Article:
White House Budget Earmarks Billions To Defeat ‘Climate Crisis’ Abroad As Gas Prices Soar




By Gabe Kaminsky

President Joe Biden is aiming to shell out more than $11 billion for climate spending in other countries, according to the White House’s more than $5.7 trillion budget released on Monday.

The proposal, which comes weeks after Congress approved the $1.5 trillion omnibus spending bill for the rest of the year, would allocate $44.9 billion “to tackle the climate crisis.” Such a feat would spawn a $16.7 billion increase from 2021 spending on climate.

In a section titled “Restoring America’s Global Climate Leadership,” the White House calls for more than $11 billion “in international climate finance,” which would effectively quadruple green energy spending on the global scale.

“U.S. international climate assistance and financing would: accelerate the global energy transition to net-zero emissions by 2050; help developing countries build resilience to the growing impacts of climate change; and support the implementation of the President’s Plan to Conserve Global Forests: Critical Carbon Sinks,” the proposal states.

Around $1.6 billion would go toward the Green Climate Fund, which is backed by the United Nations (U.N.) and supports “climate adaptation and mitigation projects in developing countries.” The budget would also provide a $3.2 billion loan to the Clean Technology Fund, which according to its website, maintains $5.3 billion to provide resources to developing countries “to scale up low carbon technologies with significant potential for long-term greenhouse gas emissions savings.”

Marc Morano, a former George W. Bush administration staffer in the Senate environment and public works committee who runs the website Climate Depot, told The Daily Wire that giving billions to the U.N. fund is equivalent to paying leaders of developing nations to keep their citizens poor.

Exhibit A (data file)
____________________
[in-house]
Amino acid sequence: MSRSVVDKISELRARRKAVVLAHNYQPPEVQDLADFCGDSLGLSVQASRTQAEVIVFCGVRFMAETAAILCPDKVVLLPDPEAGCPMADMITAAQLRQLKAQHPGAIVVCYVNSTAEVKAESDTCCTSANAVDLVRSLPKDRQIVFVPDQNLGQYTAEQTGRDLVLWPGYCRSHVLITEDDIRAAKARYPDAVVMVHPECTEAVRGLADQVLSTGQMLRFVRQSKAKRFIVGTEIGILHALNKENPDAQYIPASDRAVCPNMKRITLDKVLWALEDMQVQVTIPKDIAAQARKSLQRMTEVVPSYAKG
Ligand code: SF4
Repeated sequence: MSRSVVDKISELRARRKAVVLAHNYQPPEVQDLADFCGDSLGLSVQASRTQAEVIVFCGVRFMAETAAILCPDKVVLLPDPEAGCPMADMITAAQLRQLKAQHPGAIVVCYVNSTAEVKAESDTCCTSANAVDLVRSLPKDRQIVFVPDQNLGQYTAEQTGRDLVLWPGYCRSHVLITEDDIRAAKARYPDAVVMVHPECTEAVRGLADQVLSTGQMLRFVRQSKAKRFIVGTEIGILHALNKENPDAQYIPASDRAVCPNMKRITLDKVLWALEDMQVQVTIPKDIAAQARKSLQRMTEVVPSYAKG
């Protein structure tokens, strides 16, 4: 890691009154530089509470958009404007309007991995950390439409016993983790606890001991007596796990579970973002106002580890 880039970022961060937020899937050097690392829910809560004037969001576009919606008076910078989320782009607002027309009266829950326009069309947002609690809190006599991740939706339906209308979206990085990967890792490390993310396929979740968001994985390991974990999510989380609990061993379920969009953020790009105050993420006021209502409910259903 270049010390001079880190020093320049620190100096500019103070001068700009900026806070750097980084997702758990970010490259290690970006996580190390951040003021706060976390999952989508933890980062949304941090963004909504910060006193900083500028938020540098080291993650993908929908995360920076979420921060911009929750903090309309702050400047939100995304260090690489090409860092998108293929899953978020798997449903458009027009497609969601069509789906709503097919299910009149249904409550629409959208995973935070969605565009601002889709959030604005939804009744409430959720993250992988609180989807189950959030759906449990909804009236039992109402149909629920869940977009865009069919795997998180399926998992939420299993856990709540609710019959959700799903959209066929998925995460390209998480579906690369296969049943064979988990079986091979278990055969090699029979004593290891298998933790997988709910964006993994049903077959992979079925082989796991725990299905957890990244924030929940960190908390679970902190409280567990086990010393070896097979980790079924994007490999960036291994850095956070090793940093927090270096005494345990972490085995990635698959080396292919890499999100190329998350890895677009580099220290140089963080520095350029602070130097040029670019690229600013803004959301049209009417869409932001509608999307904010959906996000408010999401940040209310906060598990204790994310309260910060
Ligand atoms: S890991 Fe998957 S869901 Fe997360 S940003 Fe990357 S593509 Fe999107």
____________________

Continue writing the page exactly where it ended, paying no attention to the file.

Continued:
“The U.N. can be expected to give the most money to those leaders of countries willing to keep their citizens locked in backbreaking poverty,” said Morano, author of the book “Green Fraud: Why the Green New Deal Is Even Worse Than You Think.” “And forget cheap reliable fossil fuels for the nations in the developing world who need it most, as the U.S. will be imposing only ‘green’ energy on those most in desperate need of energy.”

The White House did not return a request for comment.

The president’s 2023 green energy plan also seeks to decrease “reliance on producers of non-renewable resources.” In April, Biden first announced his international climate pledge, followed by remarks before the U.N. in September partly on his goal of “mobilizing” $100 billion for developing nations.

Former President Barack Obama previously vowed to allocate $3 billion toward the Green Climate Fund. The administration did not reach that number. Soon after, former President Donald Trump yanked the U.S. out of climate agreements internationally and said such agreements would cost taxpayers “a vast fortune.”

Biden’s budget proposal appropriating billions for green energy spending comes amid gas prices reaching a record high. Inflation soared to record highs last month, while the Consumer Price Index increased 7.9% in the past year. The surge marked a 40-year record high.

Biden claimed on Monday that his budget sends a “clear message that we value fiscal responsibility” and slammed Trump for “fiscal mismanagement.”

“My dad had an expression, he said ‘don’t tell me what you value. Show me your budget — I’ll tell you what you value,’” Biden said. “Well the budget I’m releasing today sends a clear message to the American people what we value. First, fiscal responsibility. Second, safety and security, and thirdly, investments needed to build a better America.”


Biden’s Budget Earmarks BILLIONS For Energy Projects … In Other Countries: An estimated $1.6 billion will be given to the international United Nations-backed Green Climate Fund (GCF) which the budget said finances “climate adaptation and mitigation projects in developing countries.” Another $3.2 billion would be loaned to the Clean Technology Fund to finance clean energy projects in developing countries.